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Multiple Unions Won't Solve Varsity Crisis-punch Editorial - Education - Nairaland

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Multiple Unions Won't Solve Varsity Crisis-punch Editorial by zikter(m): 8:15am On Oct 13, 2022
By Punch Editorial Board
13th October 2022


BEREFT of practical ideas on ways to end the protracted strike by the Academic Staff Union of Universities, the Federal Government last week hurriedly registered two rival unions in the university system in an undisguised move to divide lecturers. The new unions are the National Association of Medical and Dental Academics and the Congress of Nigerian University Academics. The government misses the point; it should focus on the short-term goal of getting schools to reopen, and on the long-term objective of revitalising the tertiary education system, its funding and equipping.

Obviously confident that the move would end the strike, the Minister of Labour and Productivity, Chris Ngige, while presenting the certificates of registration to the two unions, said they would exist alongside ASUU. Public university lecturers had embarked on strike on February 14 to protest over unpaid allowances, demand a better welfare package, and better funding of the universities, among others.

The government’s move could eventually prove counter-productive; unions opposed to strikes today may become militant in future. Brinksmanship is not the way out: the issues and ASUU’s demands are germane: fulfil past agreements, fund tertiary education adequately, and provide better welfare for the teachers.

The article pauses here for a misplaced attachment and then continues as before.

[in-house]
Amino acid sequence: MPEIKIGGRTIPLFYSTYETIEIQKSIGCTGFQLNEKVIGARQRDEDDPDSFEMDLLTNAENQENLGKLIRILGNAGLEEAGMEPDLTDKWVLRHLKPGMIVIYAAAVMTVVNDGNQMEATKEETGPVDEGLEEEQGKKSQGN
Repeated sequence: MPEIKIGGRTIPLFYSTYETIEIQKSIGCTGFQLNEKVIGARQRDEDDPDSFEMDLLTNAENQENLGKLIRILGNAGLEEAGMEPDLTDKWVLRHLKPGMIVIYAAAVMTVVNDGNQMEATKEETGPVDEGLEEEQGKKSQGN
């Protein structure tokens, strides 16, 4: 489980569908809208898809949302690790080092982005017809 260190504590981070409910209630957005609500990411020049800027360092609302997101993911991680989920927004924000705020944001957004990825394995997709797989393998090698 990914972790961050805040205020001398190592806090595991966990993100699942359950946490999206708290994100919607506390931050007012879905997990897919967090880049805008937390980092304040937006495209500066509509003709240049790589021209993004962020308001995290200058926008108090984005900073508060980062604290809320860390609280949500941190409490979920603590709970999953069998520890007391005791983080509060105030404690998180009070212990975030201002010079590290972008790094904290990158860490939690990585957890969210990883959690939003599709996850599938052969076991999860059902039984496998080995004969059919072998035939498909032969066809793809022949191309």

Lecturers and indeed, all workers have the right to freely form, join or opt out of trade or professional associations. The International Labour Organisation describes this principle of the freedom of association as “the core of its values;” it is enshrined in its constitution adopted in 1919, and reaffirmed thereafter in several treaties and the UN Universal Declaration of Human Rights (1948). At face value, therefore, the new unions accord with global best practices. And viewed alongside the disagreement of a minority of lecturers across the country with ASUU’s frequent strikes, rival unions offer them other avenues to ventilate alternative views and aspirations.




But birthed by a desperate government, the new unions may struggle for legitimacy in future. Besides, the government may unwittingly be setting the stage for unhealthy rivalry, acrimony, and mutual distrust on the campuses. Multiple unions do not address the problems of the tertiary education system.

Resolving three issues should be the government’s preoccupation: one is raising the funds it agreed to release to lecturers and the institutions; how to rationalise its universities, and how to fund them in a sustainable manner. Anything less cannot guarantee industrial harmony.

Sadly, Nigeria has yet to meet the UNESCO benchmark that governments should spend between four and six per cent of GDP on education, and that in the government’s annual budget, a significant percentage should be earmarked for education.


Since assuming office in 2015, the President, Major General Muhammadu Buhari (retd.), has not drastically departed from his predecessors’ low funding for education. In 2016, the regime’s first full year budget, it allocated N369.6 billion representing 6.7 per cent of the N6 trillion budget to education; in 2017, N550.5 billion or 7.38 per cent of the N7.29 trillion budget. In 2020, N671.07 billion of N10.33 trillion amounting to 6.7 per cent was allocated; while in 2021, education received N742 billion, 5.6 per cent of the N13.6 trillion budget. In 2022, education was earmarked N923.79 billion amounting to 5.39 per cent of the N17.13 trillion budget plan.